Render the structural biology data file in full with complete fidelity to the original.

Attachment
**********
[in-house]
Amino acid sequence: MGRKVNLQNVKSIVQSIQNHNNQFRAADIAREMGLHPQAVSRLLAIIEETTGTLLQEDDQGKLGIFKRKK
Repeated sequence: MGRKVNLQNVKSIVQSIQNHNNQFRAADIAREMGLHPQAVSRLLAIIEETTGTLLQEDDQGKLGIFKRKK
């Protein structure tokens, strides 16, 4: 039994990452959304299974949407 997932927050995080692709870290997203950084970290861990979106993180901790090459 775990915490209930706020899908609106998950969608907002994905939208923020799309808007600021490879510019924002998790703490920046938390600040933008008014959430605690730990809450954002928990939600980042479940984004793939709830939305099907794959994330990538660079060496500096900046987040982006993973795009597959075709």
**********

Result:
[in-house]
Amino acid sequence: MGRKVNLQNVKSIVQSIQNHNNQFRAADIAREMGLHPQAVSRLLAIIEETTGTLLQEDDQGKLGIFKRKK
Repeated sequence: MGRKVNLQNVKSIVQSIQNHNNQFRAADIAREMGLHPQAVSRLLAIIEETTGTLLQEDDQGKLGIFKRKK
């Protein structure tokens, strides 16, 4: 039994990452959304299974949407 997932927050995080692709870290997203950084970290861990979106993180901790090459 775990915490209930706020899908609106998950969608907002994905939208923020799309808007600021490879510019924002998790703490920046938390600040933008008014959430605690730990809450954002928990939600980042479940984004793939709830939305099907794959994330990538660079060496500096900046987040982006993973795009597959075709």